previous next




Originally an ancient kind of solo in epic form in praise of some divinity. It was either “aulodic” or “citharodic”—that is, it was sung to the accompaniment of the flute or the cithara. The citharodic nomos was from ancient times used at the festivals of Apollo, whom the Dorians especially worshipped. It received its artistic form from Terpander (about B.C. 675) principally by a systematic distribution into five or seven parts, of which three were the essential portions, the middle one forming the cardinal point of the whole. It formed an important element in the Delphian festival of the Pythian Apollo. On the other hand, the aulodic nomos, which Clonas of Tegea had introduced in imitation of the nomos of Terpander, was early excluded from this festival. By the side of the ancient nomoi, in which the words were sung to an instrumental accompaniment, there arose another variety formed on the same model. In this the song was dramatically recited to the tune of the flute or cithara, according as the nomos was “aulodic” or “citharodic.” Of the former kind was the nomos introduced by the flute-player Sacadas of Argos (about B.C. 580) at the Pythian Games, and hence called the Pythian nomos, a musical representation of the destruction of the dragon Pytho by Apollo. At a later period the province of the nomos was more and more extended and secularized, until it became the most important part of the musician's profession. See Plut. De Mus. cap. iii.-x.; and the article Musica.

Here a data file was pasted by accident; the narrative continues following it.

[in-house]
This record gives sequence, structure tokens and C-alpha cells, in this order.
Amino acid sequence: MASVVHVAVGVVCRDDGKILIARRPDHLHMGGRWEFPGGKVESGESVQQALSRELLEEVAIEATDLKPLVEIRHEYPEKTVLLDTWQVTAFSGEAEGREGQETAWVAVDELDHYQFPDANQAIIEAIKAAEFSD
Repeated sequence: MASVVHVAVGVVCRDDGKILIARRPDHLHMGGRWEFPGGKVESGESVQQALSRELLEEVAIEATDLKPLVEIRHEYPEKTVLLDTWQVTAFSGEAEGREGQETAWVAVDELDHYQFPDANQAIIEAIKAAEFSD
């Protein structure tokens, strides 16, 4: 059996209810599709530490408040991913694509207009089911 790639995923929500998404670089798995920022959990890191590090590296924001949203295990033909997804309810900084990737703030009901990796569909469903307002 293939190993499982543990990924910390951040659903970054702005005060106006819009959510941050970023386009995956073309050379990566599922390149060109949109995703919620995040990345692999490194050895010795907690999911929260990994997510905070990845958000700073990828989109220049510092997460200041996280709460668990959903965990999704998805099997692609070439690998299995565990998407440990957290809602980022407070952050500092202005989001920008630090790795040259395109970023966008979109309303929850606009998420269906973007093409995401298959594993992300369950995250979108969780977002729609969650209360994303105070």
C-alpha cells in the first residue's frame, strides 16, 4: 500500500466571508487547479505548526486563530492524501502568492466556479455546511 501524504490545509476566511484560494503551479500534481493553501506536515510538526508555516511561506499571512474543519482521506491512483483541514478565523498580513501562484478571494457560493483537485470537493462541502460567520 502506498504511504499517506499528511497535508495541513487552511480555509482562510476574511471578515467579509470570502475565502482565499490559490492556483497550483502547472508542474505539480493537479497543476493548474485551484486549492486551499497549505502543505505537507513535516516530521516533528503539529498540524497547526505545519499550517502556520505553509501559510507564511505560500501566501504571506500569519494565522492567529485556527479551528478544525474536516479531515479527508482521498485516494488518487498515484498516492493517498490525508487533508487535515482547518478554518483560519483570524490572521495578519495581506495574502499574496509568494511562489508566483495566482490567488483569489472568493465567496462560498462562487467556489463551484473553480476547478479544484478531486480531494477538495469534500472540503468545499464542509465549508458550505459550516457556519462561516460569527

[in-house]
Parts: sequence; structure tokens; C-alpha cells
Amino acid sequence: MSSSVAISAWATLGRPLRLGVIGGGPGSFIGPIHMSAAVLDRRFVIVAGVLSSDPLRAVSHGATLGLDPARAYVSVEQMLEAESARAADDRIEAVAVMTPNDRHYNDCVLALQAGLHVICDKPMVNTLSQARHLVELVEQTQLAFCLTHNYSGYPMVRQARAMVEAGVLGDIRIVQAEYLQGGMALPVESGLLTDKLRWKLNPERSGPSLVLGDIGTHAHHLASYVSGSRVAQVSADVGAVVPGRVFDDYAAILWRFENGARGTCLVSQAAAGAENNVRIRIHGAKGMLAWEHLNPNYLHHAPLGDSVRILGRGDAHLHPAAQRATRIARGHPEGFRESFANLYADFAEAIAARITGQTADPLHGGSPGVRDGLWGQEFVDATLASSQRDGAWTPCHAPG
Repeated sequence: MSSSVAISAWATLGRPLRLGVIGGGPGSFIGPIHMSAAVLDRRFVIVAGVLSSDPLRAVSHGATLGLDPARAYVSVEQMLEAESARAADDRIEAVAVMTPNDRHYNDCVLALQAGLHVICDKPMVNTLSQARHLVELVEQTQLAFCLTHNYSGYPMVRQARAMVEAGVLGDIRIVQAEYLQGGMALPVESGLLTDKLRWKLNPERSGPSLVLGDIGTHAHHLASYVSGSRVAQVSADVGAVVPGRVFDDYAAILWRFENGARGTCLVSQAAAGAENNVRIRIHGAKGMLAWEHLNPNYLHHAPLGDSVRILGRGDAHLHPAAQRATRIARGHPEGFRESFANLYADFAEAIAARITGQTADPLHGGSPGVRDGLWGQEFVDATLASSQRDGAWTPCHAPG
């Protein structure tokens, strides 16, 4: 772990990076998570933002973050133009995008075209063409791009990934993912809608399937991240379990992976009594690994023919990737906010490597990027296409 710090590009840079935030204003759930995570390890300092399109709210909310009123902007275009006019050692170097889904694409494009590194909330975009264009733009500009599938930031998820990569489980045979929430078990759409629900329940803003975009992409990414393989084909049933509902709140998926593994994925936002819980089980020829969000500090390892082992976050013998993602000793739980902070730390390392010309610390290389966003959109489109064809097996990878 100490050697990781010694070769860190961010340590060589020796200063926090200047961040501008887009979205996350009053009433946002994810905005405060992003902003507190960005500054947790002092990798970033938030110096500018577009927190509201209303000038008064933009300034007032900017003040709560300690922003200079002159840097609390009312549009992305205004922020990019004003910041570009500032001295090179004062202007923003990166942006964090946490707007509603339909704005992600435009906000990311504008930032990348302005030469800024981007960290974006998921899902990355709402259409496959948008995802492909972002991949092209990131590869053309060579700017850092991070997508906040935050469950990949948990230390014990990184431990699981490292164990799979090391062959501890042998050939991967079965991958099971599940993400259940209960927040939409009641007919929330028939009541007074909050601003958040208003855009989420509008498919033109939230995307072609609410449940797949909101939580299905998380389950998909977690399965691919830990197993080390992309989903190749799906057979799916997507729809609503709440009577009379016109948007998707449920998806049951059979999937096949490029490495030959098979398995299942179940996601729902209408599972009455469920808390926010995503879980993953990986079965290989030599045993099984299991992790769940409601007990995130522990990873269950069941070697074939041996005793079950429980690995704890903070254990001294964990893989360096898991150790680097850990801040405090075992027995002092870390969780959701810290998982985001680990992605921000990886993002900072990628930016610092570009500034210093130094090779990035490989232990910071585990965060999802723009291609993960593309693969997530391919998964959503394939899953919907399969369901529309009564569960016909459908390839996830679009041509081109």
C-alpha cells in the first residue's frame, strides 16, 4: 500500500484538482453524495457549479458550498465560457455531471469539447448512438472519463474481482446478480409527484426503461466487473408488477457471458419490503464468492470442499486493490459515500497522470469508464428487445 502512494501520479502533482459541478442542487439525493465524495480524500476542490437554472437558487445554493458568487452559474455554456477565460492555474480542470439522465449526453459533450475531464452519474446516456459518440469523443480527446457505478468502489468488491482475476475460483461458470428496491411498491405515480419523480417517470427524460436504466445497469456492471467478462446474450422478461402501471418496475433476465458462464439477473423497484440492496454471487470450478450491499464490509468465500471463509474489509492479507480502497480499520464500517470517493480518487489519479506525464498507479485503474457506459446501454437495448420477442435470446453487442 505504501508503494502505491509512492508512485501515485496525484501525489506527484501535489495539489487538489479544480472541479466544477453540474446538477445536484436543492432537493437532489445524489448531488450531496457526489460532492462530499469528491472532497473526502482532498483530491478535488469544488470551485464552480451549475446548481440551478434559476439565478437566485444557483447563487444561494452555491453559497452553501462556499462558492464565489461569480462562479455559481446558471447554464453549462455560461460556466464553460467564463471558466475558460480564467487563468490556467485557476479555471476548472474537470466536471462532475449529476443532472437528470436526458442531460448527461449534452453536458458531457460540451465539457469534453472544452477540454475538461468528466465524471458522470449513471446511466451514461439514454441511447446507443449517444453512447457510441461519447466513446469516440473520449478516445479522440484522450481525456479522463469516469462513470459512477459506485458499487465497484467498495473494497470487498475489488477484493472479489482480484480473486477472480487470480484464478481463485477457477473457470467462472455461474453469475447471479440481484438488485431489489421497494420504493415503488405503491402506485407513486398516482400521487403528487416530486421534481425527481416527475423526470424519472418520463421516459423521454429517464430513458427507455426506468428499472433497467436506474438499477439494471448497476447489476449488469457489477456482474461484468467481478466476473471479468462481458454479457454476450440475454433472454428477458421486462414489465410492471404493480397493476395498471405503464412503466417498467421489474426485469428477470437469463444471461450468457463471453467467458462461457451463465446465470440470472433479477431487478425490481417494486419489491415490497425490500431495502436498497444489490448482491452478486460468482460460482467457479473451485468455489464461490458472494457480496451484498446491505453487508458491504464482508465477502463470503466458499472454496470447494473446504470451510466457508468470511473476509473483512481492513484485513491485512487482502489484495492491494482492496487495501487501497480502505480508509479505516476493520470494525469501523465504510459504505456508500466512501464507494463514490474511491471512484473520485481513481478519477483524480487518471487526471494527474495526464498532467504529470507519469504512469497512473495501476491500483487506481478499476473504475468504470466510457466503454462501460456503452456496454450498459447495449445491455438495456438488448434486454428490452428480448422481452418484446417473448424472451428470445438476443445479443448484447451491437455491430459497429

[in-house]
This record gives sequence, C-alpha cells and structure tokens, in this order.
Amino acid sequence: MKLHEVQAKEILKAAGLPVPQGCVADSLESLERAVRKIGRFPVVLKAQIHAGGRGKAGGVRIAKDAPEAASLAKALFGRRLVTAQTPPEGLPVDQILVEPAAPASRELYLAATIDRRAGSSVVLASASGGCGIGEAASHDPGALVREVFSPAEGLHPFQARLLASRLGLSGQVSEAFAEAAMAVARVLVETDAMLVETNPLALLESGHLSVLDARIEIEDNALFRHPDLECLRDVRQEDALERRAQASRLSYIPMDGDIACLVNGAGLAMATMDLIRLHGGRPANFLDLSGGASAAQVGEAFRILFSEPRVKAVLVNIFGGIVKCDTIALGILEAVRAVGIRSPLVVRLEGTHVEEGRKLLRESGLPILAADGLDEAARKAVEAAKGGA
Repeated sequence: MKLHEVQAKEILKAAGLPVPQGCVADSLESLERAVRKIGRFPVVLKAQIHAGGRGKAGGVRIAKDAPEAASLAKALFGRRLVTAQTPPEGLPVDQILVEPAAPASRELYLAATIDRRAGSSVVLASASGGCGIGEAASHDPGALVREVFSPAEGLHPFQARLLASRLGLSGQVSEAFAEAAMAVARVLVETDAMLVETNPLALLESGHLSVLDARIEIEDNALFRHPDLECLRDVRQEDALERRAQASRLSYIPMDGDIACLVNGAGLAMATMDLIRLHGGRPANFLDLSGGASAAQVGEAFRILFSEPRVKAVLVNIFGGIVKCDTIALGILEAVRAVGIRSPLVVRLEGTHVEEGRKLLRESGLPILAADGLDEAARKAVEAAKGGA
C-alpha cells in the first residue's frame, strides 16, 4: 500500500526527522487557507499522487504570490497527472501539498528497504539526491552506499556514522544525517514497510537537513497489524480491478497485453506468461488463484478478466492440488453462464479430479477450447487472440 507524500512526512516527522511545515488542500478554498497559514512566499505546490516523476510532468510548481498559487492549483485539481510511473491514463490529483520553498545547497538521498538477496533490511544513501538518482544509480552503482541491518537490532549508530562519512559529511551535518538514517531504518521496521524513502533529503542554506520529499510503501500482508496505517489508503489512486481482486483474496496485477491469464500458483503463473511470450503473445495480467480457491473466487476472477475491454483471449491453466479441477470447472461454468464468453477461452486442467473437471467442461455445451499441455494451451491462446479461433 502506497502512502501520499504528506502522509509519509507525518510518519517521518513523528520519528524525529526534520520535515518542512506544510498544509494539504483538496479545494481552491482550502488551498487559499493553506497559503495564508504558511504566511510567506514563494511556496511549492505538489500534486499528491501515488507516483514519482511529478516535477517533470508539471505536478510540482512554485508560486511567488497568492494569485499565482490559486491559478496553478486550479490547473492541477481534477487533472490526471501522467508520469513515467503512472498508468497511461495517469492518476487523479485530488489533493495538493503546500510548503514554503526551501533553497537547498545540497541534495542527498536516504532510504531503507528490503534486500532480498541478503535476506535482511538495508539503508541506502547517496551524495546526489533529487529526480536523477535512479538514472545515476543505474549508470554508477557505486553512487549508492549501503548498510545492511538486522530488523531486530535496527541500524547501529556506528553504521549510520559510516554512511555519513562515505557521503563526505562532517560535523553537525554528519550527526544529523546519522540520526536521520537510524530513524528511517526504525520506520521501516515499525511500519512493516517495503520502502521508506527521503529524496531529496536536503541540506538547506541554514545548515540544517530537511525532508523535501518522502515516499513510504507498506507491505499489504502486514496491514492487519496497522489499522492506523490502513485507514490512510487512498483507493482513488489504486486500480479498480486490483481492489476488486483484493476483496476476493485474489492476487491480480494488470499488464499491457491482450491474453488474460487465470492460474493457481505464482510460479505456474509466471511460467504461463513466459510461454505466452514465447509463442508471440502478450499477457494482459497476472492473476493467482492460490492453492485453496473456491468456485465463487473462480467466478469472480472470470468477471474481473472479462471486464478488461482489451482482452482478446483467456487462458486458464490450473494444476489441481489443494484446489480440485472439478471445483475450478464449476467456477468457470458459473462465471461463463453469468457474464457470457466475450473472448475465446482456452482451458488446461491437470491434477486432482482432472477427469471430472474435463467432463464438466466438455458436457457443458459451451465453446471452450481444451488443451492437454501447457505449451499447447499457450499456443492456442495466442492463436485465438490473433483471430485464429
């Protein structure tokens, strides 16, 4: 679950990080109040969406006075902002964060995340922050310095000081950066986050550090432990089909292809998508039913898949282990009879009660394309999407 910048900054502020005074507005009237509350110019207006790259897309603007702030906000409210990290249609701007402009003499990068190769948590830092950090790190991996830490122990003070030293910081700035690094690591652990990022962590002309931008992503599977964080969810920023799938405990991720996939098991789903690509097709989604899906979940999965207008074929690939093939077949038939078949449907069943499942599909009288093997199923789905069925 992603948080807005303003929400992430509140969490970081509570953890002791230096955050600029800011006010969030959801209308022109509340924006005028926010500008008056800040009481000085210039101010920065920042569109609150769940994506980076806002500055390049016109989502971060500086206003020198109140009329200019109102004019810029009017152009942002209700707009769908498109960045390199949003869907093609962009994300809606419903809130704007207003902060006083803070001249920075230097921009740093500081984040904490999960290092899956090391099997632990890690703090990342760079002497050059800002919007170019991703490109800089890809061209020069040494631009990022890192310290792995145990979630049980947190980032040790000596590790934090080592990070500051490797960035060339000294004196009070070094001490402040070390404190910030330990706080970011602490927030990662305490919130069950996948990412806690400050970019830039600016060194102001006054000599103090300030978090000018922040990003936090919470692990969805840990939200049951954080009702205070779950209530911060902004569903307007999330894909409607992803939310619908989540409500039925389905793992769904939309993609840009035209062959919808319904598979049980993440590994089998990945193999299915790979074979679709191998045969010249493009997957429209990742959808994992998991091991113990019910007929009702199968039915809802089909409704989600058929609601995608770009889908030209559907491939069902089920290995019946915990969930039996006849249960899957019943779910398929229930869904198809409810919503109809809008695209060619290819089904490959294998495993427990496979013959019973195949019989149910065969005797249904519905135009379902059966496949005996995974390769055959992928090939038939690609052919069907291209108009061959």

A general term for a law. See Ecclesia.

hide Display Preferences
Greek Display:
Arabic Display:
View by Default:
Browse Bar: